As someone who is disabled or who cares for a disabled loved one, you know how important it is to take steps to ensure continued eligibility for Medicaid and other government benefits. One way in which you may be able to put any assets that you have aside is by funding a charitable trust.
Determining who to make your benefactors may not be all that challenging for you. You may want to start by considering some of the organizations that have supported you or others you know over the years.
Take time to research potential benefactors
A particular organization that supported you in your time of need may be first to come to mind. The way they operate may be different from how you remember if you received support from them a long time ago, though.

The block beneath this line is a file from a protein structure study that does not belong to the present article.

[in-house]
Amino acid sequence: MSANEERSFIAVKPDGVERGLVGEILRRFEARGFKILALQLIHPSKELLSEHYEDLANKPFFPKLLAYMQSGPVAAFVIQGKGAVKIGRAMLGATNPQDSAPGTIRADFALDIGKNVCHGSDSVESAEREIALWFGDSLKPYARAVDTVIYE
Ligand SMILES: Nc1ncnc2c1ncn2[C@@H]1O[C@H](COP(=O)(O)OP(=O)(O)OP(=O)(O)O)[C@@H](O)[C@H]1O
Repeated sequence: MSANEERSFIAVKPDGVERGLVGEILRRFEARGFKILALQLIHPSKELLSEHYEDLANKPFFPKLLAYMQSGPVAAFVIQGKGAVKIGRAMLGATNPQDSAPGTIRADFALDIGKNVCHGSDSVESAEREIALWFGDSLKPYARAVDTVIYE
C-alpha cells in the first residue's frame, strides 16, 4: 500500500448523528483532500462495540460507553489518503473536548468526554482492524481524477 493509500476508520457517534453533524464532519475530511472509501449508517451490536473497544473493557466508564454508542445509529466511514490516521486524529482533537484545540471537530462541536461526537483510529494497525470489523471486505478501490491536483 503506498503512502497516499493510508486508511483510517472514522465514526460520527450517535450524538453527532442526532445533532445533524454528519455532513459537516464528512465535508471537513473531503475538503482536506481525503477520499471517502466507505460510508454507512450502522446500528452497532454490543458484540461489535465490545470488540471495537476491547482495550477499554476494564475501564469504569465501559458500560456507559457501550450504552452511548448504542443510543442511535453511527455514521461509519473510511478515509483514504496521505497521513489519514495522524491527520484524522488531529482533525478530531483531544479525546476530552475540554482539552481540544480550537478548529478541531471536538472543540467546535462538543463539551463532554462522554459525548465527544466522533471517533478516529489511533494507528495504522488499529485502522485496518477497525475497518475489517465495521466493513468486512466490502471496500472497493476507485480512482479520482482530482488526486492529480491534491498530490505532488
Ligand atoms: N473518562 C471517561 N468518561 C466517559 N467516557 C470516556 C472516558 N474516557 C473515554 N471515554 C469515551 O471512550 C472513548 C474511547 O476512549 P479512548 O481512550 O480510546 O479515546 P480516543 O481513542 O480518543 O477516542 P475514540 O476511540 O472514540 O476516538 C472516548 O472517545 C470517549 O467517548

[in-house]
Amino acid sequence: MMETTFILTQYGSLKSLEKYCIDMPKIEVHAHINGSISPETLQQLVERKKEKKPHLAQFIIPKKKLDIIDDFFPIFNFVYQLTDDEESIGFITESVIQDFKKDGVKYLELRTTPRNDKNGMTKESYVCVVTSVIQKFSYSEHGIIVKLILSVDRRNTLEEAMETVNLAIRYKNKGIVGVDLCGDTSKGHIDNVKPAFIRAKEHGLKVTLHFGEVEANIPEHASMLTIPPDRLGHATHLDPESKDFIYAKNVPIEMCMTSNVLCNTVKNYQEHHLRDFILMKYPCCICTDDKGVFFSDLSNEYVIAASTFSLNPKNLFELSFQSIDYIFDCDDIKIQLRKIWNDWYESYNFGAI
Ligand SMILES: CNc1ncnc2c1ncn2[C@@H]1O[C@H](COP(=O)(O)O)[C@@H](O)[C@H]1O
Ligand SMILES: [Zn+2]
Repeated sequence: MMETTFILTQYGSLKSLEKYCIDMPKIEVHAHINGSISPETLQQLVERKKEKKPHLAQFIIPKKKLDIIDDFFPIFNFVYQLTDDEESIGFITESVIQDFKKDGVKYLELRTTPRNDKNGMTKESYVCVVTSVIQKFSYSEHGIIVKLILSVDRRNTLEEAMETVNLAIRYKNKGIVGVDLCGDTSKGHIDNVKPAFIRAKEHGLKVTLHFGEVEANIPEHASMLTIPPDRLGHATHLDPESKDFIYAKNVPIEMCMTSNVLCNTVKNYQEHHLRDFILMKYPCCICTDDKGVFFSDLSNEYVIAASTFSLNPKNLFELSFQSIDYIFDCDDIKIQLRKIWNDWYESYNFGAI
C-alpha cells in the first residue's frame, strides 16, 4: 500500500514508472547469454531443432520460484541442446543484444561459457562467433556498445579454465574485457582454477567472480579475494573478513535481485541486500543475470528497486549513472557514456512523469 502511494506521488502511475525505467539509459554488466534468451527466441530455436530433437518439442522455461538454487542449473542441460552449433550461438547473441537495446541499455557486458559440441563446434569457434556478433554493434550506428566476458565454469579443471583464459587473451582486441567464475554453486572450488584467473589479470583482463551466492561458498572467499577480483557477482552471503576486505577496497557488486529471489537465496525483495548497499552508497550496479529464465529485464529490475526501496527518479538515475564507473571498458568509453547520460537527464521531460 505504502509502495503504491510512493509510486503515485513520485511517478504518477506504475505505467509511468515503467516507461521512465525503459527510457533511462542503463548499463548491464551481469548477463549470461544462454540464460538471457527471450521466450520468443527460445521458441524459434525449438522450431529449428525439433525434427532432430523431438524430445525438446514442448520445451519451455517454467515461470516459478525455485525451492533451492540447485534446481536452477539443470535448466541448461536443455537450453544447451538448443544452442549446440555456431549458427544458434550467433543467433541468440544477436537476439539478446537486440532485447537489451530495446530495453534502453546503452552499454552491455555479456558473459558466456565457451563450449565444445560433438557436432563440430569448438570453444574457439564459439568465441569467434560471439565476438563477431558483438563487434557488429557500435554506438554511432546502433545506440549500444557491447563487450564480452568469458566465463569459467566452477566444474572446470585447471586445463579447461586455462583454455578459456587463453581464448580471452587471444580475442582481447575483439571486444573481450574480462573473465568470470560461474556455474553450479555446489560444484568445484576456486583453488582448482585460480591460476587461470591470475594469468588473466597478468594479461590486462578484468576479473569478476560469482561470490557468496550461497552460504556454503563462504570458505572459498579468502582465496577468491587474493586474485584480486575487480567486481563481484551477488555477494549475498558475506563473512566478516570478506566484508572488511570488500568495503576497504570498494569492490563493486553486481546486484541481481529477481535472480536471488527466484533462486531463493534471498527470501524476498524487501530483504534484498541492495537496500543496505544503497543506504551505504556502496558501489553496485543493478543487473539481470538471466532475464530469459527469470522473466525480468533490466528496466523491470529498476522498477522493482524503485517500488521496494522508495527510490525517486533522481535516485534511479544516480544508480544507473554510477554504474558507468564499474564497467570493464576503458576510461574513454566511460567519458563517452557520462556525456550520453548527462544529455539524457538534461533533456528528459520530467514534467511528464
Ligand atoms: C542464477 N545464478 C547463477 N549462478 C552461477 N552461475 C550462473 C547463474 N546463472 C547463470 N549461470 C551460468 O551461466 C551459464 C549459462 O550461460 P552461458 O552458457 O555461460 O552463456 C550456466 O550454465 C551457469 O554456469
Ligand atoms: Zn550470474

You may want to do some additional research about your target organization and others with which you’re less familiar. You may want to hone in on the reports describing how they spend their donations. You could opt to go with one that keeps their overhead low so that they can invest more on outreach.
Considering volunteering with a prospective local benefactor
If you find yourself having a hard time deciding between a few different benefactors, then you may decide to volunteer with each of them to see which one best stands out to you.
Volunteering with a mix of local and national organizations can show which one(s) most closely mirror your values. You may even decide to take a seat on the board of that organization to gain a perspective as to its inner workings and whether your assets are safe with them.
Moving forward once you identify your beneficiaries
There are many pros and cons associated with setting up any kind of trust as part of the estate planning process. You’ll want to learn more about those before moving forward in funding your trust.